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CAPP: Canada’s Oil and Natural Gas Industry Demonstrates Transparency and Performance with Report on Emissions

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The Canadian Association of Petroleum Producers (CAPP) released a new report titled, Canada’s Natural Gas and Oil Emissions: Ongoing Reductions, Demonstrable Improvement. The report, which lays out the means to a lower-carbon future through innovation and new technology and illustrates the industry’s proven track record of lowering emissions-intensity, is the first in a series of planned Environment, Social and Governance (ESG) disclosures.

Highlights of the report:

From 2011 to 2019 combined natural gas, condensate and natural gas liquids production increased 32 per cent while emissions intensity in this sector decreased by 33 per cent.
As a result of Canada’s flaring conservation practices, this country ranks among the lowest-emission natural gas producers globally.
While production from Oil Sands In Situ facilities grew by 66 per cent from 2013 to 2019, emissions intensity dropped by 8 per cent.
From 2013 to 2019 oil sands mining production increased 59 per cent as emissions intensity decreased by 14 per cent.
Canada’s offshore industry produces some of the world’s lowest emission oil.
The industry has a broad portfolio of innovative solutions to deliver emissions reductions; technological advances that are not just aspirational, but are making a difference now and continue to be developed to improve performance in the future.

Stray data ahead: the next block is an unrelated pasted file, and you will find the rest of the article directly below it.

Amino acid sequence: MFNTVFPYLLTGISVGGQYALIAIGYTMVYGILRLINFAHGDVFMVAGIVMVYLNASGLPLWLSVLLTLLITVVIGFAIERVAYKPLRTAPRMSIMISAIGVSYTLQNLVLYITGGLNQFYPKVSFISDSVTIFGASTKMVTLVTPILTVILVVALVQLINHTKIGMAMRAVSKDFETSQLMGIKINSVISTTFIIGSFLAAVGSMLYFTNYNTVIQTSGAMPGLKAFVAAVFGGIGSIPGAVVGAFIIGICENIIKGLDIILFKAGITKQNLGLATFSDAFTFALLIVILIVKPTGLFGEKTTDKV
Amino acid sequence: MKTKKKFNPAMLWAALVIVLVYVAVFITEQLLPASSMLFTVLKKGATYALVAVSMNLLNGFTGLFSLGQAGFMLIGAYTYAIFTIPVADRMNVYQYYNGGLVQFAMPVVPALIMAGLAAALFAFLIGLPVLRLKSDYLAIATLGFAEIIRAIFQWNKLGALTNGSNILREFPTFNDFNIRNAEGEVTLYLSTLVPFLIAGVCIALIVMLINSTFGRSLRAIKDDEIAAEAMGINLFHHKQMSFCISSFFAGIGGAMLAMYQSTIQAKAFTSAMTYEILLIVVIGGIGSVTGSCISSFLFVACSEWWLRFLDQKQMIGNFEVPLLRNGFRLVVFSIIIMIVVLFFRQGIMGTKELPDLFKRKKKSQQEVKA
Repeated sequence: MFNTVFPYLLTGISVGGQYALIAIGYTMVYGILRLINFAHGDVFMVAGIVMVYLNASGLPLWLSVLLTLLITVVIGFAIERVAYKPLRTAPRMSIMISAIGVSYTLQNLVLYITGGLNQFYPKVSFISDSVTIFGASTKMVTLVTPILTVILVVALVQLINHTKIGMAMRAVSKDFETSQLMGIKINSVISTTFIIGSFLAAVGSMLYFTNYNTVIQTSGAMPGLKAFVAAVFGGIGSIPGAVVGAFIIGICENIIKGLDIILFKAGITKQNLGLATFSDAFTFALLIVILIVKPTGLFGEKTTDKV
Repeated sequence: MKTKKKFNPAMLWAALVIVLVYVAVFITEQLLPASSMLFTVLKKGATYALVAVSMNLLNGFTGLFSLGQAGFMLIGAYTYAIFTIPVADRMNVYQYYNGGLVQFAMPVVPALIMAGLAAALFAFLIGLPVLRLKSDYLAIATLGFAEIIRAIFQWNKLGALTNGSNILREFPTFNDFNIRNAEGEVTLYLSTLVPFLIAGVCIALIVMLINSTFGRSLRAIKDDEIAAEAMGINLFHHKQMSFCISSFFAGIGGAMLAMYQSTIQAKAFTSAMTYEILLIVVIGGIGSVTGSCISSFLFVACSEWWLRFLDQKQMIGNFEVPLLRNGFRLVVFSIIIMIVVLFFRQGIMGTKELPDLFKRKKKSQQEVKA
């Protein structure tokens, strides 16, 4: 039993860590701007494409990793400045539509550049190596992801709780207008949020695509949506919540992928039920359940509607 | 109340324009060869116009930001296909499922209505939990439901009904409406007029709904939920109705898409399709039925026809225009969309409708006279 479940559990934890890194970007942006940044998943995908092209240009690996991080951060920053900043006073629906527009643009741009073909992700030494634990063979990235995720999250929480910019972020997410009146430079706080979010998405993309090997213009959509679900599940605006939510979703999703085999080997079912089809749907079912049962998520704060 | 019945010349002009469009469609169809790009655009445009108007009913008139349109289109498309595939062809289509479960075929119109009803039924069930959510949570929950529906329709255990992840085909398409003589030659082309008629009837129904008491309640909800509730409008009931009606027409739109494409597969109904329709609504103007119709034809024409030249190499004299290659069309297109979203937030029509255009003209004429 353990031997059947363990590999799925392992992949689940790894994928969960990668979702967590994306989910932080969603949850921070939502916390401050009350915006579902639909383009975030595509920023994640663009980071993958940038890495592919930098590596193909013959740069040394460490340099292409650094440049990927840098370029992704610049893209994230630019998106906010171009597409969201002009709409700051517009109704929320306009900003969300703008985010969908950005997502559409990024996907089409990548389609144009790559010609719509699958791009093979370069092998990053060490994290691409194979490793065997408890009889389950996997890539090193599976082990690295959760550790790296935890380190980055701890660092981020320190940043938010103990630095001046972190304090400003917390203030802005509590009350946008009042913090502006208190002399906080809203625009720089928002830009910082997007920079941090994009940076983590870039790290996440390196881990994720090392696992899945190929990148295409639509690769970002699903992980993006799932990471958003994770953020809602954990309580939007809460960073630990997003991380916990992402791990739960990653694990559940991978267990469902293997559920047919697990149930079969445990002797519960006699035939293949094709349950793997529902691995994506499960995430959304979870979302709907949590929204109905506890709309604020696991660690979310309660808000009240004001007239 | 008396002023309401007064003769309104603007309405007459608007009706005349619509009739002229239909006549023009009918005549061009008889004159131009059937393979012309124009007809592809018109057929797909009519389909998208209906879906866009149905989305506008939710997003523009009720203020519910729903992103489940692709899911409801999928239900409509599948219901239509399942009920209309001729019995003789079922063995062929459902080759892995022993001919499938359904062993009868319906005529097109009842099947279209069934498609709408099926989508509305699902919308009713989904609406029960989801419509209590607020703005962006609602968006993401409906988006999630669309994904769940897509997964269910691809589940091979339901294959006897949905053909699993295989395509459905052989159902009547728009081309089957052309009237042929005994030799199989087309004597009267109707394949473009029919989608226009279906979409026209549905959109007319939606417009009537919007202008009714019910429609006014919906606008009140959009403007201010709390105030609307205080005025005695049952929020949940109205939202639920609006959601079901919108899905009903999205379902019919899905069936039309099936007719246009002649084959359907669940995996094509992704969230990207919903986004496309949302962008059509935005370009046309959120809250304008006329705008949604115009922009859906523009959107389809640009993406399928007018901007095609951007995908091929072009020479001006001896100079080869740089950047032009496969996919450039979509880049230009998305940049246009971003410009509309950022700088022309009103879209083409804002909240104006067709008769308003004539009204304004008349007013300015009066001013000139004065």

Some examples of these technologies are discussed in the report and include:

Methane Reduction – Industry is working to reduce methane emissions to meet Canada’s goal of a 45 per cent reduction from 2012 levels by 2025. Among the world’s top 10 petroleum exporters, Canada alone has a methane reduction target. Industry is working with the Alberta government on the Alberta Methane Field Challenge which is testing new methane detection technologies including sensors on drones and trucks.
Carbon Capture, Utilization and Storage – Facilities are already showing how CO2 can be captured and stored or used in the production process, keeping millions of tonnes of CO2 out of the atmosphere.
Cogeneration – Upstream producers can use waste heat to generate electricity. In the oil sands, excess electricity not used for plant operations is sold to Alberta’s power grid. Cogeneration supplies about 34 per cent of the province’s electricity
Supplying affordable, reliable and cleaner energy to a growing global population is the goal of Canada’s upstream energy industry. Advancing greenhouse gas (GHG) emissions reduction is critical to realizing the vision for Canada to be a global supplier of choice with lower-carbon natural gas and oil.

Canada’s Natural Gas and Oil Emissions: Ongoing Reductions, Demonstrable Improvement, is the first report in a planned series of ESG disclosures from CAPP members which is expected to include Indigenous Engagement; Diversity and Inclusion; Air, Land and Water; Research and Innovation as well as Process and Personal Safety.

The entire report on emissions can be downloaded from the CAPP website, as well as the methodology.

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